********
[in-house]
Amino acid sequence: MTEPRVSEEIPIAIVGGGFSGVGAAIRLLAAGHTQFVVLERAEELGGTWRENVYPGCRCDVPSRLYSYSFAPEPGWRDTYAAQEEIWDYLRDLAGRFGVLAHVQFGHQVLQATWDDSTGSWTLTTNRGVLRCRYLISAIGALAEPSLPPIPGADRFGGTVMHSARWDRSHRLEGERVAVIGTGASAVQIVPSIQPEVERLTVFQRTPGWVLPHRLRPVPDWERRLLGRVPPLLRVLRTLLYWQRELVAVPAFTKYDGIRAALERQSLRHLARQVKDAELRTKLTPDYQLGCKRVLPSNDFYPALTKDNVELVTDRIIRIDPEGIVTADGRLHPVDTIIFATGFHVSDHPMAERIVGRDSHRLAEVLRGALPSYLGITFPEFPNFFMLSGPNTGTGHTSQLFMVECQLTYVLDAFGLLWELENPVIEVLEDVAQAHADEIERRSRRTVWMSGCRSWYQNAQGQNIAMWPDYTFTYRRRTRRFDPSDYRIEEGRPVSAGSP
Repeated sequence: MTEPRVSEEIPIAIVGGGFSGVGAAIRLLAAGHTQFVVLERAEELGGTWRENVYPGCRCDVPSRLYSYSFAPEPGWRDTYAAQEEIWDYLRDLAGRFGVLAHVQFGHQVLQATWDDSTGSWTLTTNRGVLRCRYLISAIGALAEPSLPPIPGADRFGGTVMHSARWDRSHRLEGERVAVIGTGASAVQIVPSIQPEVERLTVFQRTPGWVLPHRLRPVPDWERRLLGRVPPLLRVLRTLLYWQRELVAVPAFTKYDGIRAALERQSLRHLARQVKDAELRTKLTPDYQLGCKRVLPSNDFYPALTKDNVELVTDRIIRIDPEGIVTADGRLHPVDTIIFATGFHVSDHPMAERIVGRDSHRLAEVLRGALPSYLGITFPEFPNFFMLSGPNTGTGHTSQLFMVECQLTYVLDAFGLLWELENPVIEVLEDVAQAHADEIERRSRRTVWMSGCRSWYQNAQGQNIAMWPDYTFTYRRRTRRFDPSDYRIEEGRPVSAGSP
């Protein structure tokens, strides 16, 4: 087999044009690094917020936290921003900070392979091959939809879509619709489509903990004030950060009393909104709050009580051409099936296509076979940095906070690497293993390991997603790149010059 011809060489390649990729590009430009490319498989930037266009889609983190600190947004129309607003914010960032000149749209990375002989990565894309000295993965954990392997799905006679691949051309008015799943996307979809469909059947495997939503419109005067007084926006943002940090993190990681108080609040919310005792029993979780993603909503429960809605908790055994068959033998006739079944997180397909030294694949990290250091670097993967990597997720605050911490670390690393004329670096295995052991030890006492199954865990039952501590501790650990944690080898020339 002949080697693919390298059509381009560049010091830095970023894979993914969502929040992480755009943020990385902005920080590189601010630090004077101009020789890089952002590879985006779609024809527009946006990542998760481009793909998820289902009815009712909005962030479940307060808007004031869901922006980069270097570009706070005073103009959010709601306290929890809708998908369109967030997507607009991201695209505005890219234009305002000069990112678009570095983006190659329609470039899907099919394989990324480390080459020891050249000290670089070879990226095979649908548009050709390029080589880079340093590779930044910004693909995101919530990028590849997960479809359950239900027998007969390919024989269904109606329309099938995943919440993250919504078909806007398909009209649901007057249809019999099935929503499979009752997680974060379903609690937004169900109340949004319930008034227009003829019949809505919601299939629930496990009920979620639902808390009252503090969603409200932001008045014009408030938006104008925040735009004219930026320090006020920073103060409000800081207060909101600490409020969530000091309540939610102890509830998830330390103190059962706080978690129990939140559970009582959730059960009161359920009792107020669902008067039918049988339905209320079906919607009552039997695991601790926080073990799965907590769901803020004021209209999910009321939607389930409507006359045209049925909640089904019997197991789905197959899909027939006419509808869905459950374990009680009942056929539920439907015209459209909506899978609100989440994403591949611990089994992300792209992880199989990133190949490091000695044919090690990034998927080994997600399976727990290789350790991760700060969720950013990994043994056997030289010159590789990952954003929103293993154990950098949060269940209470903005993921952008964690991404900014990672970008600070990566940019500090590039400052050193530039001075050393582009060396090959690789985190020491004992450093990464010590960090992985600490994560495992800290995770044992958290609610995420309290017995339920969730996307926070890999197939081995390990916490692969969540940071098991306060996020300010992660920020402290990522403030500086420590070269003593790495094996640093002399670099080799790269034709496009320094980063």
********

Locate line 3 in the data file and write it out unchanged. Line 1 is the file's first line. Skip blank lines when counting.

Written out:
Repeated sequence: MTEPRVSEEIPIAIVGGGFSGVGAAIRLLAAGHTQFVVLERAEELGGTWRENVYPGCRCDVPSRLYSYSFAPEPGWRDTYAAQEEIWDYLRDLAGRFGVLAHVQFGHQVLQATWDDSTGSWTLTTNRGVLRCRYLISAIGALAEPSLPPIPGADRFGGTVMHSARWDRSHRLEGERVAVIGTGASAVQIVPSIQPEVERLTVFQRTPGWVLPHRLRPVPDWERRLLGRVPPLLRVLRTLLYWQRELVAVPAFTKYDGIRAALERQSLRHLARQVKDAELRTKLTPDYQLGCKRVLPSNDFYPALTKDNVELVTDRIIRIDPEGIVTADGRLHPVDTIIFATGFHVSDHPMAERIVGRDSHRLAEVLRGALPSYLGITFPEFPNFFMLSGPNTGTGHTSQLFMVECQLTYVLDAFGLLWELENPVIEVLEDVAQAHADEIERRSRRTVWMSGCRSWYQNAQGQNIAMWPDYTFTYRRRTRRFDPSDYRIEEGRPVSAGSP